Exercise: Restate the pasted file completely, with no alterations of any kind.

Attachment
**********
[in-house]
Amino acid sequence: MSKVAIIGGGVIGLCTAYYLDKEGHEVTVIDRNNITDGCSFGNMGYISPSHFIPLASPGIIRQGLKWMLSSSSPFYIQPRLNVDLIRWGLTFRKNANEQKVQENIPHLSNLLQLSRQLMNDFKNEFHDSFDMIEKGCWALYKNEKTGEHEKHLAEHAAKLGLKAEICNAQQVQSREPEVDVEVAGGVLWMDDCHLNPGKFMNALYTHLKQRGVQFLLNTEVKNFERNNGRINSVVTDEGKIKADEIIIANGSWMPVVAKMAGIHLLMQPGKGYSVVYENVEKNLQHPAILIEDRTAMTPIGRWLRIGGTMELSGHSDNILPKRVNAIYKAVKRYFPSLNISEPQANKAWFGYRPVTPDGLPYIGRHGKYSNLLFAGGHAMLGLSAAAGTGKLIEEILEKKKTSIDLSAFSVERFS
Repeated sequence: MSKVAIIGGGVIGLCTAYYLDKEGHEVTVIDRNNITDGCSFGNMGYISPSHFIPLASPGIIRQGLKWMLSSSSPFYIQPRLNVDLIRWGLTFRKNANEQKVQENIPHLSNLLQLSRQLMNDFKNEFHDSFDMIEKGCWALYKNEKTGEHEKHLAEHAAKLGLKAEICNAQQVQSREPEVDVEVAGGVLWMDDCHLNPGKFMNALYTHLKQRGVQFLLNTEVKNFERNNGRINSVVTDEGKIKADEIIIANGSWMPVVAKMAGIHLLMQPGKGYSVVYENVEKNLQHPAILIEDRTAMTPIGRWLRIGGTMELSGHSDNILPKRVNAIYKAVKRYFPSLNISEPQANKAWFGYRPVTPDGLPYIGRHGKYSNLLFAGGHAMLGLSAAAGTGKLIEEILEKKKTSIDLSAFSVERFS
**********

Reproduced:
[in-house]
Amino acid sequence: MSKVAIIGGGVIGLCTAYYLDKEGHEVTVIDRNNITDGCSFGNMGYISPSHFIPLASPGIIRQGLKWMLSSSSPFYIQPRLNVDLIRWGLTFRKNANEQKVQENIPHLSNLLQLSRQLMNDFKNEFHDSFDMIEKGCWALYKNEKTGEHEKHLAEHAAKLGLKAEICNAQQVQSREPEVDVEVAGGVLWMDDCHLNPGKFMNALYTHLKQRGVQFLLNTEVKNFERNNGRINSVVTDEGKIKADEIIIANGSWMPVVAKMAGIHLLMQPGKGYSVVYENVEKNLQHPAILIEDRTAMTPIGRWLRIGGTMELSGHSDNILPKRVNAIYKAVKRYFPSLNISEPQANKAWFGYRPVTPDGLPYIGRHGKYSNLLFAGGHAMLGLSAAAGTGKLIEEILEKKKTSIDLSAFSVERFS
Repeated sequence: MSKVAIIGGGVIGLCTAYYLDKEGHEVTVIDRNNITDGCSFGNMGYISPSHFIPLASPGIIRQGLKWMLSSSSPFYIQPRLNVDLIRWGLTFRKNANEQKVQENIPHLSNLLQLSRQLMNDFKNEFHDSFDMIEKGCWALYKNEKTGEHEKHLAEHAAKLGLKAEICNAQQVQSREPEVDVEVAGGVLWMDDCHLNPGKFMNALYTHLKQRGVQFLLNTEVKNFERNNGRINSVVTDEGKIKADEIIIANGSWMPVVAKMAGIHLLMQPGKGYSVVYENVEKNLQHPAILIEDRTAMTPIGRWLRIGGTMELSGHSDNILPKRVNAIYKAVKRYFPSLNISEPQANKAWFGYRPVTPDGLPYIGRHGKYSNLLFAGGHAMLGLSAAAGTGKLIEEILEKKKTSIDLSAFSVERFS